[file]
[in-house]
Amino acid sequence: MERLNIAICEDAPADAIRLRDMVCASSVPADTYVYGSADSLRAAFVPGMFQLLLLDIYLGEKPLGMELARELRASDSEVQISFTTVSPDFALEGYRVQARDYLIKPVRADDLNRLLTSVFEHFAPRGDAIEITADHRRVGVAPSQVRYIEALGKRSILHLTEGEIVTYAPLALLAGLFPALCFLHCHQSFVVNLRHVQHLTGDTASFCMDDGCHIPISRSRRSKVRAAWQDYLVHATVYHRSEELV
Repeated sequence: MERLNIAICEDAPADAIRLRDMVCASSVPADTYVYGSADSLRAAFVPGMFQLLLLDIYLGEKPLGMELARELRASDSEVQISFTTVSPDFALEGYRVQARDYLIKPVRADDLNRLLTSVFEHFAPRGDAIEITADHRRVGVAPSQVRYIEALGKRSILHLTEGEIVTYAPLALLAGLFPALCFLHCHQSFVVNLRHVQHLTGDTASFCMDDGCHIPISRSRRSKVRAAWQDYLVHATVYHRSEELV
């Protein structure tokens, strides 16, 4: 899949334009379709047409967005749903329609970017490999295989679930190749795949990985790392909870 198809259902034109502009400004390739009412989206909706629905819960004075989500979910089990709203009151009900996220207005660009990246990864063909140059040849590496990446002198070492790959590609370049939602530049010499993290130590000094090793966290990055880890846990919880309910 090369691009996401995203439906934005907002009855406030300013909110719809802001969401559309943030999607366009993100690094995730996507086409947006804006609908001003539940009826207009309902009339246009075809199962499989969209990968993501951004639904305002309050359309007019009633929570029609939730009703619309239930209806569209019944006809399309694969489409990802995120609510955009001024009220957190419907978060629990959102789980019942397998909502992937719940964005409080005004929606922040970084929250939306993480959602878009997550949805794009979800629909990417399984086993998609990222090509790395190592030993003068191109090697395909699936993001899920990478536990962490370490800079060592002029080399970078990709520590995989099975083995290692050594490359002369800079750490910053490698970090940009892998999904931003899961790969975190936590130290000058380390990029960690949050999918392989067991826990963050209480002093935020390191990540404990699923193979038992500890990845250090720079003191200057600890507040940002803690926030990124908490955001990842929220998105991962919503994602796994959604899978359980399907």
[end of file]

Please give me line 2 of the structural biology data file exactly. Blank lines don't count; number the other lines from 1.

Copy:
Amino acid sequence: MERLNIAICEDAPADAIRLRDMVCASSVPADTYVYGSADSLRAAFVPGMFQLLLLDIYLGEKPLGMELARELRASDSEVQISFTTVSPDFALEGYRVQARDYLIKPVRADDLNRLLTSVFEHFAPRGDAIEITADHRRVGVAPSQVRYIEALGKRSILHLTEGEIVTYAPLALLAGLFPALCFLHCHQSFVVNLRHVQHLTGDTASFCMDDGCHIPISRSRRSKVRAAWQDYLVHATVYHRSEELV